According to Wilson-Turner, Huskie is the first teacher at Albany High to earn such certification.

“It is a tremendous source of pride to have a teacher who is National Board Certified. It highlights the exceptional talent of Albany High teachers,” Wilson-Turner said.

Huskie’s former colleague, and now the principal of his specific academy at Albany High, admires “his tenacity, loyalty, and commitment to his ideals,” said Leadership Principal Jen Houlihan.

According to Huskie he learns right along with his students going above and beyond from helping immigrant students look into becoming doctors or aiding a student from the Dominican Republic pass her English Regents one year after not speaking enough English to understand Huskie telling her to cross the street.

This ability to work with students from different cultures does not go unnoticed by his colleagues.

“In addition to Mr. Huskie’s talent as an English teacher, his military experience has given him diverse cultural awareness and connectedness to our students,” said Jodi O’Connor, Discovery Academy principal at the high school.  “This allows him to have a high level of engagement with all of his students.”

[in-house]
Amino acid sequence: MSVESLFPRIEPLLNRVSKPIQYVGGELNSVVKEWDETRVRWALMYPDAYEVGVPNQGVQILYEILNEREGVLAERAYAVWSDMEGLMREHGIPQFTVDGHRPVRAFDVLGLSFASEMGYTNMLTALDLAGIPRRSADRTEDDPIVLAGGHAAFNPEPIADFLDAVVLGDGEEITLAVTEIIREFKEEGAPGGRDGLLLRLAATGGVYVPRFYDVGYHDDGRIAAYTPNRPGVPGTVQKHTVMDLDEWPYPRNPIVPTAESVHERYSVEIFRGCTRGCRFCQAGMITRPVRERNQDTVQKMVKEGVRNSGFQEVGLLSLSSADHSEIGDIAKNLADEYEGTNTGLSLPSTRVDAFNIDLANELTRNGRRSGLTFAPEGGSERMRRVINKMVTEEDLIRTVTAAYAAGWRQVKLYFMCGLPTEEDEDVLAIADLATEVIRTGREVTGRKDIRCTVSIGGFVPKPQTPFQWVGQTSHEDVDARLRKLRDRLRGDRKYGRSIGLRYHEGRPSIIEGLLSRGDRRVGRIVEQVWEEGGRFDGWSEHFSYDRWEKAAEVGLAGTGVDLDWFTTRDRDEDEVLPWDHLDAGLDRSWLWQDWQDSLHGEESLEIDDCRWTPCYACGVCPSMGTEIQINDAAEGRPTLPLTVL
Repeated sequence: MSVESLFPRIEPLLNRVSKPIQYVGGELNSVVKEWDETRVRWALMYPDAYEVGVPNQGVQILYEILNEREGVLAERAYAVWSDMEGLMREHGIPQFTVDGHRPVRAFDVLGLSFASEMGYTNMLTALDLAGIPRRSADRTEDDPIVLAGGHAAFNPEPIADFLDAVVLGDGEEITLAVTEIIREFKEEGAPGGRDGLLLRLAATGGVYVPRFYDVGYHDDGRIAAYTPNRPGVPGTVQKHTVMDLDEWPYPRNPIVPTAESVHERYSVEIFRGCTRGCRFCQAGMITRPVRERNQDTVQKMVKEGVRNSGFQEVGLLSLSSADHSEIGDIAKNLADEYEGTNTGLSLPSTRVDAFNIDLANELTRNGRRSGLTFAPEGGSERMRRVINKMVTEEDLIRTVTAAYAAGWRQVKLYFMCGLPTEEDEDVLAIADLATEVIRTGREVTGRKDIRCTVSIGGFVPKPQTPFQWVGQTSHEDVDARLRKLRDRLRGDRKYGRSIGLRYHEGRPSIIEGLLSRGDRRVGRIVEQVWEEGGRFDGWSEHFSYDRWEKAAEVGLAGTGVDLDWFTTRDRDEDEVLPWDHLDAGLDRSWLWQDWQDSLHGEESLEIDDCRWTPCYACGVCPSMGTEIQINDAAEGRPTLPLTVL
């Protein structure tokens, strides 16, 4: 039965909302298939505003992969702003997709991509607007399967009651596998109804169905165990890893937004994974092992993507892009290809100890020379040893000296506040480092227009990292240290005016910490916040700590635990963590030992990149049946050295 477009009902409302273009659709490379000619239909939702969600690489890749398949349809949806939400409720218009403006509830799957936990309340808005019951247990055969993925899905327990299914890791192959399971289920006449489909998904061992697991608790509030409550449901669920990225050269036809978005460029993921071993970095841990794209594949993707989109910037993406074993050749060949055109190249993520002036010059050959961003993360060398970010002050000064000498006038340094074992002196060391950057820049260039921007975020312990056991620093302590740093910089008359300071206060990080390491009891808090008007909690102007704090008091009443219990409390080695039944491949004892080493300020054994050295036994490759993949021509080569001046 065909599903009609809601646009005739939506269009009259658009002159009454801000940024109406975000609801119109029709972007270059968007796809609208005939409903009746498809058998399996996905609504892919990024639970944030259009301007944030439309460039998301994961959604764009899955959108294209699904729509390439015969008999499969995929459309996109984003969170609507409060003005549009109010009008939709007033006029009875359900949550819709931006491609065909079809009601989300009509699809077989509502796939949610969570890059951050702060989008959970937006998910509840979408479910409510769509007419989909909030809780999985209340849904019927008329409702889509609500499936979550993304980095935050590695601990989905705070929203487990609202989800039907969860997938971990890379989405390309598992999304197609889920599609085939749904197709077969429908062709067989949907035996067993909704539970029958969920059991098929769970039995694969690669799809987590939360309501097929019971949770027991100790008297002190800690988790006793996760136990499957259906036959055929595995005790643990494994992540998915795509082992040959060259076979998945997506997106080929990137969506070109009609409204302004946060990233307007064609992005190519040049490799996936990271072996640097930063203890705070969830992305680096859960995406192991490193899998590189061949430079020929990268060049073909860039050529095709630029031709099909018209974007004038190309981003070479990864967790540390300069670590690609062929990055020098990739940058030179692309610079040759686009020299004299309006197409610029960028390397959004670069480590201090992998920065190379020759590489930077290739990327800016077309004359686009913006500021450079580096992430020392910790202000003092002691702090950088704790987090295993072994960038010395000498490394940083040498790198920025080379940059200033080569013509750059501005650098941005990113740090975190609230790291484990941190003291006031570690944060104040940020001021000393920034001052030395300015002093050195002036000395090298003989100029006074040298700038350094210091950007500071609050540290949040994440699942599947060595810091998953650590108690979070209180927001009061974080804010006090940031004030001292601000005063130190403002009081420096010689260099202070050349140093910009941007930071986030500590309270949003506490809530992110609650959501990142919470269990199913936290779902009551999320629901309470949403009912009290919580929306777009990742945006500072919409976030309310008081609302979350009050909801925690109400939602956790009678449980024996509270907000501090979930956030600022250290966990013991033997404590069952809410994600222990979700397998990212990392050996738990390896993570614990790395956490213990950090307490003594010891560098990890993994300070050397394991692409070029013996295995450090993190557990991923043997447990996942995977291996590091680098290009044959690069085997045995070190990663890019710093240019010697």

Huskie is dedicated to diversity but not just in the conventional sense.

“The key here is diversity – but diversity of thought,” Huskie said.

He believes that standardization leads to favoring certain students and failing to give everybody the same opportunities.

“You can have freedom within structure but students have to come before systems,” Huskie said.

Applying for national board certification was time consuming for this teacher, who has two young sons. He is now trying to take time to be present with his family as they decide whether to raise fish in their basement or chickens in the backyard.

“This was the best professional development I’ve ever had,” said Huskie. “I don’t take much stock in the destination. At the end of the day I learned the same amount if I didn’t get the certification. If you become too attached to things you become scared to take risks and you wouldn’t want to stick your neck out for things.”-30-